Tuesday, August 21, 2012

Natural-gas boom begets frac-sand boom in Wis.

The boom in natural gas drilling has caused a boom in one type of sand mining. Round silica sand is used in the process of hydraulic fracturing to hold open rock fractures so gas can be released. The sand boom is perhaps at its height in west-central Wisconsin, the largest producer of "frac sand" in the U.S.

There are no official employment figures for the frac-sand industry, but Kate Prengaman of the Wisconsin Center for Investigative Journalism used job-site estimates to calculate that when current and proposed mines are fully operational, the industry will employ about 2,780 people. The number of permitted and proposed frac-sand mines has doubled to 106 since last year, but sand isn't "instant money," Prengaman reports. It's expensive to transport, and local officials are charging sand companies for wear and tear on roads. The state Department of Transportation estimates the industry could produce about 50 million tons of sand a year, Prengaman reports.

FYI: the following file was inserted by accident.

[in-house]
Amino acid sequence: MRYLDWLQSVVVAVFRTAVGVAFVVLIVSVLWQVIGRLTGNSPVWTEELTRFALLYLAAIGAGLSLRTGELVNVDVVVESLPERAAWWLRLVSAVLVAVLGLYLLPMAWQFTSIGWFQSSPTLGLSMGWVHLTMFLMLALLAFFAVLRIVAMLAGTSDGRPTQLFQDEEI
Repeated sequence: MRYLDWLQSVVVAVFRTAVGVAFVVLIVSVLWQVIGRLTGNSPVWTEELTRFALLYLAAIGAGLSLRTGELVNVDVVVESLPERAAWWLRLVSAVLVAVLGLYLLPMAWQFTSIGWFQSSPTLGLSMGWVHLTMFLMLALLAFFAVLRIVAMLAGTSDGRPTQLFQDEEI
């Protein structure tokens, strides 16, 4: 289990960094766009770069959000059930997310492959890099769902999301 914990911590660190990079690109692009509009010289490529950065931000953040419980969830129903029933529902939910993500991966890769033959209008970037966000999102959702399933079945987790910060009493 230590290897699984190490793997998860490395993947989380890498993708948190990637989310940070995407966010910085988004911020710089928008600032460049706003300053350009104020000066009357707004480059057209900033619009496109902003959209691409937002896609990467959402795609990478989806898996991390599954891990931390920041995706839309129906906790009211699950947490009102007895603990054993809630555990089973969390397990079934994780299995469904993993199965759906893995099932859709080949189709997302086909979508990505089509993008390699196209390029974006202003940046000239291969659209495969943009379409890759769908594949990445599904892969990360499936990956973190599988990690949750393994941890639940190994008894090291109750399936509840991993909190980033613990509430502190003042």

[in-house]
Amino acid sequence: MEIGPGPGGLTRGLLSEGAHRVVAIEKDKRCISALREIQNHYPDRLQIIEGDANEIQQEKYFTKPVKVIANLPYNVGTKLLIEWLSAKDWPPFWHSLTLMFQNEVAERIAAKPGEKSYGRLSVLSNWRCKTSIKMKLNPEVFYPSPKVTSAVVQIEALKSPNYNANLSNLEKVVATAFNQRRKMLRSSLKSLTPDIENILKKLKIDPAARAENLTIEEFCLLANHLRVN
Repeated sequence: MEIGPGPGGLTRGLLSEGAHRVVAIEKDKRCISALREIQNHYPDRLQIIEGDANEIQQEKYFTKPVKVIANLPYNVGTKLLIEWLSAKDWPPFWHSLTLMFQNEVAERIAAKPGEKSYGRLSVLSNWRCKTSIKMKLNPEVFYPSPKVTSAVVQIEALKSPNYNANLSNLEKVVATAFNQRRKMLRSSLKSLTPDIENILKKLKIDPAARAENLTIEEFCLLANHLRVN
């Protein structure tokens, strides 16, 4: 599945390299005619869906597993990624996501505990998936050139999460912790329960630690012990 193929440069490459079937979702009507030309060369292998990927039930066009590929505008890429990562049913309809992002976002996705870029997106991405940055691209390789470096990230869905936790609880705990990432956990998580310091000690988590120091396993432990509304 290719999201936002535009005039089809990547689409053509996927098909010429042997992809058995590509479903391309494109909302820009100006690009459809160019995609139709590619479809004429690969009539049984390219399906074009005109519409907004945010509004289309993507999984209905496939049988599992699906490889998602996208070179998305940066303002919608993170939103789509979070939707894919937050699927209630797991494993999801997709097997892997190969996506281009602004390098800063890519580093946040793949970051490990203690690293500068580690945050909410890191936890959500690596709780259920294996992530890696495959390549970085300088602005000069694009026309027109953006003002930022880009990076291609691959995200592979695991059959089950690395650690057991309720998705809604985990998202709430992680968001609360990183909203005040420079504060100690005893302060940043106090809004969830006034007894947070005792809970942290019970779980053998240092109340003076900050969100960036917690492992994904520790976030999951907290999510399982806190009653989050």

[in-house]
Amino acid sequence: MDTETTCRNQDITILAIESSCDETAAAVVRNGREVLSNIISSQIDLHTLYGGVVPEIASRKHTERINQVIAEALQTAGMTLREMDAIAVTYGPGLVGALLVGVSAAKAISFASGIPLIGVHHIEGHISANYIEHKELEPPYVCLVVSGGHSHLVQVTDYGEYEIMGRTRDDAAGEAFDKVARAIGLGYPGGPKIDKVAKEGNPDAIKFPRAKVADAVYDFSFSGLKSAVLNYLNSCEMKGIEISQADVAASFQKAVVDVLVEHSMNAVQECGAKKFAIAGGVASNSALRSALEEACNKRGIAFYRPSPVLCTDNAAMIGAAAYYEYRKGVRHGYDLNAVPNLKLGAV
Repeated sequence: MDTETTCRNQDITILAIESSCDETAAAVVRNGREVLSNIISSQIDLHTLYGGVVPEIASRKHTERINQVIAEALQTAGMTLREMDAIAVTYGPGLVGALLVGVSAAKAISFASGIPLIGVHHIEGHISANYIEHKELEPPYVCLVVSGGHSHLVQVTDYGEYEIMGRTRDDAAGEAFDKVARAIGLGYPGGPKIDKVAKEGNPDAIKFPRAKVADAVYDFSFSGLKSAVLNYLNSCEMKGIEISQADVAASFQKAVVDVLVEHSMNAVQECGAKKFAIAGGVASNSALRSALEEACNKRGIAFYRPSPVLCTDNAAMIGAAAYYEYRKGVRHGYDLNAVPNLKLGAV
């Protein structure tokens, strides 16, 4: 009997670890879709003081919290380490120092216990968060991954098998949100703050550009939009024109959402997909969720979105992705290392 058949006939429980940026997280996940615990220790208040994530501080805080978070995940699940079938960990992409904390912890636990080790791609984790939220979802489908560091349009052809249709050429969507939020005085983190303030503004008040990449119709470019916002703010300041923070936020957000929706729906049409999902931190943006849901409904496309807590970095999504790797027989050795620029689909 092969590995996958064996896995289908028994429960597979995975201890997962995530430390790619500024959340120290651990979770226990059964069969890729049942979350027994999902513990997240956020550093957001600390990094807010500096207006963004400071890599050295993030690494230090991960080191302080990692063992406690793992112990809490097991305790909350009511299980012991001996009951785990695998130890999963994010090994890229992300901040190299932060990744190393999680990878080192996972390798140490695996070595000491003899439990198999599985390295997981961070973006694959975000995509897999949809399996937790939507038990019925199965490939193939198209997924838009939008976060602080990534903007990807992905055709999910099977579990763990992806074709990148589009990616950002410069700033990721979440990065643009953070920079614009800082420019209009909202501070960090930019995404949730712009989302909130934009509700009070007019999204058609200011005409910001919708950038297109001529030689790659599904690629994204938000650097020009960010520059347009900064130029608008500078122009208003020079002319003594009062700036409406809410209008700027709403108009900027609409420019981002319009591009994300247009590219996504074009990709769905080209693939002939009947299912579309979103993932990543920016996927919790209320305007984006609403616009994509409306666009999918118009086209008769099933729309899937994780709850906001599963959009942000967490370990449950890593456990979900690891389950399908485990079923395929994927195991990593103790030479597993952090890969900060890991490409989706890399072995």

Some residents are concerned sand mining will hurt air and water quality, local infrastructure and tourism. They have mounted protests and lawsuits to combat alleged wrongdoing by the industry. Local officials and industry representatives say sand mining will help local economies and increase jobs, echoing local battles in other parts of the country surrounding gas drilling. (Read more)

1 comment:

plumbing said...

Natural gas provides a competitive alternative to coal for electricity generation, especially under policies that impose costs on higher-carbon fuels. Natural gas is providing the United States with an enormous economic advantage as a result of American ingenuity.